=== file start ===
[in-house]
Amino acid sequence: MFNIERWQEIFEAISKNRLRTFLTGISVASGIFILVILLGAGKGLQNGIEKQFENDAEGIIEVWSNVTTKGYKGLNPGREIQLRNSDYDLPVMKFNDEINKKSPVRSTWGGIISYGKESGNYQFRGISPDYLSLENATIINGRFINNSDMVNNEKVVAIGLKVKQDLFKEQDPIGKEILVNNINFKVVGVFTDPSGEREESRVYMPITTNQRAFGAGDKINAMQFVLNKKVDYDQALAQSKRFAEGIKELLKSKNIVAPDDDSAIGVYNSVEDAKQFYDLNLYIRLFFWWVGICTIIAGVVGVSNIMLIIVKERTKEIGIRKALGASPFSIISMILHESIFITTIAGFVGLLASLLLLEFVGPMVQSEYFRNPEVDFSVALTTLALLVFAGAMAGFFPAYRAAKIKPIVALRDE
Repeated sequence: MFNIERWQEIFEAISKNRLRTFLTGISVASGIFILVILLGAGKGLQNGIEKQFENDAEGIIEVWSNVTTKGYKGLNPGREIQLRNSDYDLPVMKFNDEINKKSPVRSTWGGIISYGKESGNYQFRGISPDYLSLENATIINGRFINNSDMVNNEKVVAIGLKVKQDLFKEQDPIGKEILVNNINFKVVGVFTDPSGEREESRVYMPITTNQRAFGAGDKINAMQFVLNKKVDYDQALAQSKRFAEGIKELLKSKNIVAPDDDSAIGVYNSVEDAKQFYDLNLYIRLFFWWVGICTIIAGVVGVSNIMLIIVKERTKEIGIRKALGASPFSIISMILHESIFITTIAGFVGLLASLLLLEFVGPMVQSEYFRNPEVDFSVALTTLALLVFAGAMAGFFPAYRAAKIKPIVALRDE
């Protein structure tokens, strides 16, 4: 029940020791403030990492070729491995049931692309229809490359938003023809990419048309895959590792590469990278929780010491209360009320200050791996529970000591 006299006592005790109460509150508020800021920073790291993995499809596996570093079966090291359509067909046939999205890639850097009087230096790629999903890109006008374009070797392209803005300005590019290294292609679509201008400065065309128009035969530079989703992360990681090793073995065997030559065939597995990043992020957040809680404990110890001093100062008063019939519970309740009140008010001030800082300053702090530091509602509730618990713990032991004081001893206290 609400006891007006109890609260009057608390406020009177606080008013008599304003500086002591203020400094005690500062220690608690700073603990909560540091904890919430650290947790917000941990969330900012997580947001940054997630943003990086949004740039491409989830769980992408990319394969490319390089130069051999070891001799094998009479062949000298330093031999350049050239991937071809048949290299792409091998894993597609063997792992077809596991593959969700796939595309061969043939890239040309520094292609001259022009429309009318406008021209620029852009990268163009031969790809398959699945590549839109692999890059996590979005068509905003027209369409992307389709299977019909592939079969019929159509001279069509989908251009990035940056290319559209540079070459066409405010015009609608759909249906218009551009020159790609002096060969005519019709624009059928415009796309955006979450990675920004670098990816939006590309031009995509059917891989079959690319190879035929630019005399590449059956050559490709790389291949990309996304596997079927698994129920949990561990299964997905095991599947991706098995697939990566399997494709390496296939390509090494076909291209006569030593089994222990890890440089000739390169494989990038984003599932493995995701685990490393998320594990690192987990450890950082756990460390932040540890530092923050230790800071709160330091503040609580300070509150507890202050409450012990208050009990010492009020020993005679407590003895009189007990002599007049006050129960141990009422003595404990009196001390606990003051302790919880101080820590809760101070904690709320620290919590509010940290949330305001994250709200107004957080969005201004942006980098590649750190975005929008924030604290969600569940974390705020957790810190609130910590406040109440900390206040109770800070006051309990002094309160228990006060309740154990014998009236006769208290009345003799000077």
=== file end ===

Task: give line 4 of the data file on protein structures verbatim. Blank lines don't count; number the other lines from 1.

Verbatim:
């Protein structure tokens, strides 16, 4: 029940020791403030990492070729491995049931692309229809490359938003023809990419048309895959590792590469990278929780010491209360009320200050791996529970000591 006299006592005790109460509150508020800021920073790291993995499809596996570093079966090291359509067909046939999205890639850097009087230096790629999903890109006008374009070797392209803005300005590019290294292609679509201008400065065309128009035969530079989703992360990681090793073995065997030559065939597995990043992020957040809680404990110890001093100062008063019939519970309740009140008010001030800082300053702090530091509602509730618990713990032991004081001893206290 609400006891007006109890609260009057608390406020009177606080008013008599304003500086002591203020400094005690500062220690608690700073603990909560540091904890919430650290947790917000941990969330900012997580947001940054997630943003990086949004740039491409989830769980992408990319394969490319390089130069051999070891001799094998009479062949000298330093031999350049050239991937071809048949290299792409091998894993597609063997792992077809596991593959969700796939595309061969043939890239040309520094292609001259022009429309009318406008021209620029852009990268163009031969790809398959699945590549839109692999890059996590979005068509905003027209369409992307389709299977019909592939079969019929159509001279069509989908251009990035940056290319559209540079070459066409405010015009609608759909249906218009551009020159790609002096060969005519019709624009059928415009796309955006979450990675920004670098990816939006590309031009995509059917891989079959690319190879035929630019005399590449059956050559490709790389291949990309996304596997079927698994129920949990561990299964997905095991599947991706098995697939990566399997494709390496296939390509090494076909291209006569030593089994222990890890440089000739390169494989990038984003599932493995995701685990490393998320594990690192987990450890950082756990460390932040540890530092923050230790800071709160330091503040609580300070509150507890202050409450012990208050009990010492009020020993005679407590003895009189007990002599007049006050129960141990009422003595404990009196001390606990003051302790919880101080820590809760101070904690709320620290919590509010940290949330305001994250709200107004957080969005201004942006980098590649750190975005929008924030604290969600569940974390705020957790810190609130910590406040109440900390206040109770800070006051309990002094309160228990006060309740154990014998009236006769208290009345003799000077």